His Grace Dr John Sentamu, the Archbishop of York, and Mrs Sentamu visited the NGJ, and its current Barrington: A Retrospective exhibition on Saturday, January 28. Among the many things they viewed, were a text panel and preparatory drawings for Out of Many One People (1962), a lost painting by Barrington Watson. On the next day, Archbishop Sentamu made reference to the painting as a metaphor for Jamaican society in his sermon at the Webster Memorial Church in Kingston. Archbishop Sentamu’s visit to Jamaica was associated with the Jamaica 50 observations. Below we provide you with further information on Barrington’s Out of Many One People painting.
“Out of Many, One People shows people at a bus stop, waiting to take the bus into the future. There are many people, young and old, middle class and working class, black, white, Indian and Chinese”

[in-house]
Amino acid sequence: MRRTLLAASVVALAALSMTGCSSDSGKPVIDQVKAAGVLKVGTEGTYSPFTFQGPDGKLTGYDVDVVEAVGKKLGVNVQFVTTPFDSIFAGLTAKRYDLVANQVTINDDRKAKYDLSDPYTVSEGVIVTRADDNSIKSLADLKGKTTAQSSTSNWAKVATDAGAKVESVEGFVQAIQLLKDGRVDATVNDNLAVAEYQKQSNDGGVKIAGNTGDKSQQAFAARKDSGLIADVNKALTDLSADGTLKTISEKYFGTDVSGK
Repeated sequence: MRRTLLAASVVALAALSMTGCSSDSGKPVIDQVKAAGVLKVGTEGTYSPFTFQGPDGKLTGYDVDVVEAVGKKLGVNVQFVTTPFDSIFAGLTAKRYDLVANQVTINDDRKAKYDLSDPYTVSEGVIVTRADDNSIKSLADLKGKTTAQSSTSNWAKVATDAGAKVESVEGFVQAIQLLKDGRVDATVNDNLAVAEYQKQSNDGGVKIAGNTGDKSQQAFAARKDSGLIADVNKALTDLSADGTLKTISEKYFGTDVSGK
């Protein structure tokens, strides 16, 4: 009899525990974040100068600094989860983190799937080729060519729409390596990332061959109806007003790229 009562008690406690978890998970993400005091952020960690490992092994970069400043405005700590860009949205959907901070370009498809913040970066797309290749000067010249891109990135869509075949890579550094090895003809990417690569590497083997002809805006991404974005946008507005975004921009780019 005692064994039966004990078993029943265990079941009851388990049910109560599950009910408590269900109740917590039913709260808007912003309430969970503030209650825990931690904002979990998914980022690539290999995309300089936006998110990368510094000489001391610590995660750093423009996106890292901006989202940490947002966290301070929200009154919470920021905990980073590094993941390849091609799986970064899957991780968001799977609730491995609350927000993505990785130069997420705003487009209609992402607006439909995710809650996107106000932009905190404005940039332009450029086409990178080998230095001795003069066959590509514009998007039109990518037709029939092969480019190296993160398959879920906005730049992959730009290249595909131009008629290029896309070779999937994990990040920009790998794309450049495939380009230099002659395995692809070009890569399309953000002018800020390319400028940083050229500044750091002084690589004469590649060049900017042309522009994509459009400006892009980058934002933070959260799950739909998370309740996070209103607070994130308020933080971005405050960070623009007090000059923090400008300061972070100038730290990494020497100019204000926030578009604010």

– Barrington Watson
Titled using Jamaica’s National Motto, Out of Many One People was done in the year of the island’s independence, 1962 and represented Watson’s visualization of a culturally, socially and racially unified Jamaican populace getting ready to move forward at the end of over 300 years of colonial rule.
Watson used close associates and members of his family as models for the project, including Barbara Lewars (later Manley), Valerie and Raymond Bloomfield, Verona Ashman, Leonard Ferguson, Ras Dizzy as well as his own children Raymond, Jan and Basil and his brother Mel. Sadly, the painting was lost during an exhibition in Berlin.
Some time around 1970, Watson was commissioned by US President Lyndon B. Johnson (1908-1973) to do a second version after Johnson had previously seen the original at an exhibition in Chicago in 1963 and met with Watson some time after. This version greatly differed from the first in that instead of a scene at a bus stop, it depicted a scene of boys playing a game of marbles in a school yard. This second version (see below) is now a part of the collection of the Lyndon B. Johnson Library and Museum in Austin, Texas.
(Adapted from catalogue essay by Claudia Hucke , “History/Nation Building, Barrington Watson as History Painter.”)